The history behind Georgia's "frozen conflicts" is long and complex, and there is certainly fault to be found on all sides. The wars that followed Georgia's independence were brutal affairs in which members of all communities were to be found among the victims and perpetrators. It is therefore understandable that Abkhazians and South Ossetians are suspicious of Tbilisi and want guarantees about their security. It is also true that Georgia's president, Mikheil Saakashvili, has turned out to be something less than the model democrat he first seemed. Many former admirers have been shocked at his increasingly authoritarian leanings.

But complexity is no excuse for abdicating moral judgment in situations of this importance. If responsibility for the conflict is not a black and white matter, the picture is not uniformly grey either. By any reasonable measure, the impact of Russian policy has been uniquely destructive in generating instability and political division in the Caucasus.

The events of the early 1990s notwithstanding, Georgia's treatment of minorities that have remained under its rule has been generally good. Whatever his faults, Saakashvili is no Milosevic - and wild Russian allegations of genocide have no independent support. Under approp-riate international supervision, it would be perfectly possible to turn his offer of autonomy for Abkhazia and South Ossetia into a workable constitutional settlement that guaranteed the security and fundamental rights of people living those territories.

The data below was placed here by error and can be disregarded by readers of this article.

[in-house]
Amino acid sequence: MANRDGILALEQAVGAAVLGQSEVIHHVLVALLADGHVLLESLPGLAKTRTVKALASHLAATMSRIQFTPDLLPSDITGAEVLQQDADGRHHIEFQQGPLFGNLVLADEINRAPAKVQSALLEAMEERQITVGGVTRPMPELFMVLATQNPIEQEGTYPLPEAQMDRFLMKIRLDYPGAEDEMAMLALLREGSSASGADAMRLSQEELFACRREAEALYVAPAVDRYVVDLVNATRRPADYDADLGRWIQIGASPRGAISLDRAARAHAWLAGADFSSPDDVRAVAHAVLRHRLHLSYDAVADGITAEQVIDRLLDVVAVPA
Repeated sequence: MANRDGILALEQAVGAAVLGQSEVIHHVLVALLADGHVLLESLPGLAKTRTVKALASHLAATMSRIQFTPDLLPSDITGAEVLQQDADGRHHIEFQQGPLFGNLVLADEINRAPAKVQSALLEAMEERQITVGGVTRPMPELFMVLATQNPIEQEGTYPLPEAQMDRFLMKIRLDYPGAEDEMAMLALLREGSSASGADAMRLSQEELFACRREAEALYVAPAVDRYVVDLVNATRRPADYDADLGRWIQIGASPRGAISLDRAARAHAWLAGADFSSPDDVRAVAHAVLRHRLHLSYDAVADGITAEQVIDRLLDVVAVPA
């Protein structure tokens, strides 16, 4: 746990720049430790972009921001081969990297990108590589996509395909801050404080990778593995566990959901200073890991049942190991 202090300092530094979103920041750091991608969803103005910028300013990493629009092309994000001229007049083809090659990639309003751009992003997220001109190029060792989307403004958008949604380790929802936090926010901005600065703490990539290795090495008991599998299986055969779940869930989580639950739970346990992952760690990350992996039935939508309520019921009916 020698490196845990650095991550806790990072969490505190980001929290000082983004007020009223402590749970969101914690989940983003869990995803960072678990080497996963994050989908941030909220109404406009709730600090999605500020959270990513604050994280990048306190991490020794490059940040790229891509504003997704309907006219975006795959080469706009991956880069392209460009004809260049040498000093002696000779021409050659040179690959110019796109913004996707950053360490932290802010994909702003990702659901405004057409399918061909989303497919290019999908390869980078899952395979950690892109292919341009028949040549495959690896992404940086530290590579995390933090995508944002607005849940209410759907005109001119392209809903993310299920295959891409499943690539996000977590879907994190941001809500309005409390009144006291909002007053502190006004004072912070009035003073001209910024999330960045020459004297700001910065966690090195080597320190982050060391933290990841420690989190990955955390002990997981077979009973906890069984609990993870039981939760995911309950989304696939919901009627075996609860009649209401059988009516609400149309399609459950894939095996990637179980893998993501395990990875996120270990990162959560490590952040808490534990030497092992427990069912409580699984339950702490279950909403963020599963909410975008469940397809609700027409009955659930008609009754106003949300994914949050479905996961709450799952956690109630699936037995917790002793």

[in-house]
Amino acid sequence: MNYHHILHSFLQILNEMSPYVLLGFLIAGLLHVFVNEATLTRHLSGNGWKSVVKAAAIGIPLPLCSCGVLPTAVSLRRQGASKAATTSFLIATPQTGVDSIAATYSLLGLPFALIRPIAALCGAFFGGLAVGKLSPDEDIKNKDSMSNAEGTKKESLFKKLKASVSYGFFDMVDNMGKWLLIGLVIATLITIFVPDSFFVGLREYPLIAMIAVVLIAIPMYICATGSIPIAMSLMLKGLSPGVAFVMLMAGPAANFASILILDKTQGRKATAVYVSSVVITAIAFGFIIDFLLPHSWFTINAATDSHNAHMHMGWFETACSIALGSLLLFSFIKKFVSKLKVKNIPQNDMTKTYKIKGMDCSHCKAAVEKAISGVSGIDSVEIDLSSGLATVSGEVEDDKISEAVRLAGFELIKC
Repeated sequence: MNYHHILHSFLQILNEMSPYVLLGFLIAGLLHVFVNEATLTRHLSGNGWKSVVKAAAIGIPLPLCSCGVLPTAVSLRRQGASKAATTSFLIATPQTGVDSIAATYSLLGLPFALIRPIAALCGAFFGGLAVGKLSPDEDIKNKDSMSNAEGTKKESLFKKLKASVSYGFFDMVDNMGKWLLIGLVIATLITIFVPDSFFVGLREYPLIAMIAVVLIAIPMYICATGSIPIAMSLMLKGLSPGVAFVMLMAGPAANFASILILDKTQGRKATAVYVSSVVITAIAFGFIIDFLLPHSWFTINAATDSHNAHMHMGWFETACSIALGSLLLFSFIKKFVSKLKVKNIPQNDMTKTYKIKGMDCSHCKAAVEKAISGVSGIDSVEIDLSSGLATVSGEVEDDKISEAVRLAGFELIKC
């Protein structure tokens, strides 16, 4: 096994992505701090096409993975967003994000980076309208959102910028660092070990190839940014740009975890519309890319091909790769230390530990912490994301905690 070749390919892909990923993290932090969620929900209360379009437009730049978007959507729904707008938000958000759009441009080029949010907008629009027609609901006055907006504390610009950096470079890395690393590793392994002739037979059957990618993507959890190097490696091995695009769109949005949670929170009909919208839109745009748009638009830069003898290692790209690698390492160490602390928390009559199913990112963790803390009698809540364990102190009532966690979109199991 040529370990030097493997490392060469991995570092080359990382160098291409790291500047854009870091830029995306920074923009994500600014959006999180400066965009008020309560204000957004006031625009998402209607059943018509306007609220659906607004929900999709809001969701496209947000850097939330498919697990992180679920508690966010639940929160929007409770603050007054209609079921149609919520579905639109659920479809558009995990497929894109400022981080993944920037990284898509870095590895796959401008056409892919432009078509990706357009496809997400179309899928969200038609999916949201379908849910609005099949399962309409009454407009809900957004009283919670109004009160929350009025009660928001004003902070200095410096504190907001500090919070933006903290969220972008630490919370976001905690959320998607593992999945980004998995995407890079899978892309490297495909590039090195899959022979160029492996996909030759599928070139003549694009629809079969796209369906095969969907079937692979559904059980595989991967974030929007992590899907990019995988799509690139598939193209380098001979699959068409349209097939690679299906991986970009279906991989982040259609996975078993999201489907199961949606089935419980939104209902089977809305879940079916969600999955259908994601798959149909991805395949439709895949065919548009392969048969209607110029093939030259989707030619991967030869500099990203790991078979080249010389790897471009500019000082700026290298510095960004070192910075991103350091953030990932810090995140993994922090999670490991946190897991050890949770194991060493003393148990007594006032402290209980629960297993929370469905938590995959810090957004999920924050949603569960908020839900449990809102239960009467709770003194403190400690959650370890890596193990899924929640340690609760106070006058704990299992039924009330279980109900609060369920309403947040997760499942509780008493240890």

The problem is that considerations of this nature form no part of Russia's vision for the region. It talks about defending the people of South Ossetia, but the Kremlin's aims are geopolitical rather than humanitarian. It seeks to restore the sphere of influence it regards as Russia's birthright, which it lost with the collapse of the Soviet Union (a "major geopolitical disaster", according to Putin).

There is no place for an independent Georgia (or Ukraine or Moldova) in this mental picture. When Russian leaders talk about the benefits of "sovereign democracy", they are talking exclusively about their own sovereignty and not at all about democracy. The countries on their borders have no right to foreign policies of their own if they conflict with Russia's. This is especially true of energy supplies, where Georgia's role in maintaining the only east-west pipeline route free of Russia's monopolistic grip causes double offence. This is about the Kremlin's attitude to us, too.